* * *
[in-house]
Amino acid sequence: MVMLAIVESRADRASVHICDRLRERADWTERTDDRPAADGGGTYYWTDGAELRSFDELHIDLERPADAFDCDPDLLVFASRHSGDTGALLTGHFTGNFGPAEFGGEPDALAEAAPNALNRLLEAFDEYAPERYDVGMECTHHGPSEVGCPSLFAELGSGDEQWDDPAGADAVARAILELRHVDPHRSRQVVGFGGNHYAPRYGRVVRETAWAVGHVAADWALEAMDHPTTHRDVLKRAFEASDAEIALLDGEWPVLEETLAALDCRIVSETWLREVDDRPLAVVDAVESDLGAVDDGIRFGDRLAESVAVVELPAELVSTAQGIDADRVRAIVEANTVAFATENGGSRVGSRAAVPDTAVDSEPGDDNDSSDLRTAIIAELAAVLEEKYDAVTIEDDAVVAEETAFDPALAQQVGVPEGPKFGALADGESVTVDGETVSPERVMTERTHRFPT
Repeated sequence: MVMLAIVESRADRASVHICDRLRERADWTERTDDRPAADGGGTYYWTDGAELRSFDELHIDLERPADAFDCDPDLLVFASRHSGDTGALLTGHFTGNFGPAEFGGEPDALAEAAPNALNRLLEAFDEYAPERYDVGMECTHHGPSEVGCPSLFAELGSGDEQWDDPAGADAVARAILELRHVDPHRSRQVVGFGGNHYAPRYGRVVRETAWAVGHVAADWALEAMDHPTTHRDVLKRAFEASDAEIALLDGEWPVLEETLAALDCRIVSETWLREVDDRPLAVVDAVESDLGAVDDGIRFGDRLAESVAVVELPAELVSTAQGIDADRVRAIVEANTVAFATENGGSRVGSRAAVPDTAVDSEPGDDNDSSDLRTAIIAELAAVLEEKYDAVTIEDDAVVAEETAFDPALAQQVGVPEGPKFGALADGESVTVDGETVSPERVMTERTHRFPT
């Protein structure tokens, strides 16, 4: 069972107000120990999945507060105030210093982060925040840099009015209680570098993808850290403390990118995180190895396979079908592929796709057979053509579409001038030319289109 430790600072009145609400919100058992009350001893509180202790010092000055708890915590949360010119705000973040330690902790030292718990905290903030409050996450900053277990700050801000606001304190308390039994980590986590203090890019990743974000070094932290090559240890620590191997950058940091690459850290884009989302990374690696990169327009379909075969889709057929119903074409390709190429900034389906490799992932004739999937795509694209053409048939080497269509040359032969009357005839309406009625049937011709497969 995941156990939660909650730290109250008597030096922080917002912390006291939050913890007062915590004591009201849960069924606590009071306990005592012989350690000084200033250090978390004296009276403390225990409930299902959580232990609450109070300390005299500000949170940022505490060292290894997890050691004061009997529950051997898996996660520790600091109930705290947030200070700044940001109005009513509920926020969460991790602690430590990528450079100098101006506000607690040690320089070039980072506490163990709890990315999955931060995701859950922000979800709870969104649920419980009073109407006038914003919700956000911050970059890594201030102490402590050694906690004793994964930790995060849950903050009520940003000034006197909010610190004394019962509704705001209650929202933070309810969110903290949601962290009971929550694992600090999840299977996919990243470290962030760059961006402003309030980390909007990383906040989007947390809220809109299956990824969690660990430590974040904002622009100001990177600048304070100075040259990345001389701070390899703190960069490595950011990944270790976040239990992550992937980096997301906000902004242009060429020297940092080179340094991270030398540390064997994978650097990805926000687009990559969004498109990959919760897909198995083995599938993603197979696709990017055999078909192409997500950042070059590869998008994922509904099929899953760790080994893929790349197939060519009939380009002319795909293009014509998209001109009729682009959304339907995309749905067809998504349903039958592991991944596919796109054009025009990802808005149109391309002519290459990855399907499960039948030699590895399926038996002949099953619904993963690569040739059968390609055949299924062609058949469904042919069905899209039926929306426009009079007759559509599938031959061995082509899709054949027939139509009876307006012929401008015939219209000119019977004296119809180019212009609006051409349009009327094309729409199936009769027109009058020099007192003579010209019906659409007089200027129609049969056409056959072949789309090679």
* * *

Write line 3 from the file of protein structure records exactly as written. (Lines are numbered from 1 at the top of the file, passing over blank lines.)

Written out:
Repeated sequence: MVMLAIVESRADRASVHICDRLRERADWTERTDDRPAADGGGTYYWTDGAELRSFDELHIDLERPADAFDCDPDLLVFASRHSGDTGALLTGHFTGNFGPAEFGGEPDALAEAAPNALNRLLEAFDEYAPERYDVGMECTHHGPSEVGCPSLFAELGSGDEQWDDPAGADAVARAILELRHVDPHRSRQVVGFGGNHYAPRYGRVVRETAWAVGHVAADWALEAMDHPTTHRDVLKRAFEASDAEIALLDGEWPVLEETLAALDCRIVSETWLREVDDRPLAVVDAVESDLGAVDDGIRFGDRLAESVAVVELPAELVSTAQGIDADRVRAIVEANTVAFATENGGSRVGSRAAVPDTAVDSEPGDDNDSSDLRTAIIAELAAVLEEKYDAVTIEDDAVVAEETAFDPALAQQVGVPEGPKFGALADGESVTVDGETVSPERVMTERTHRFPT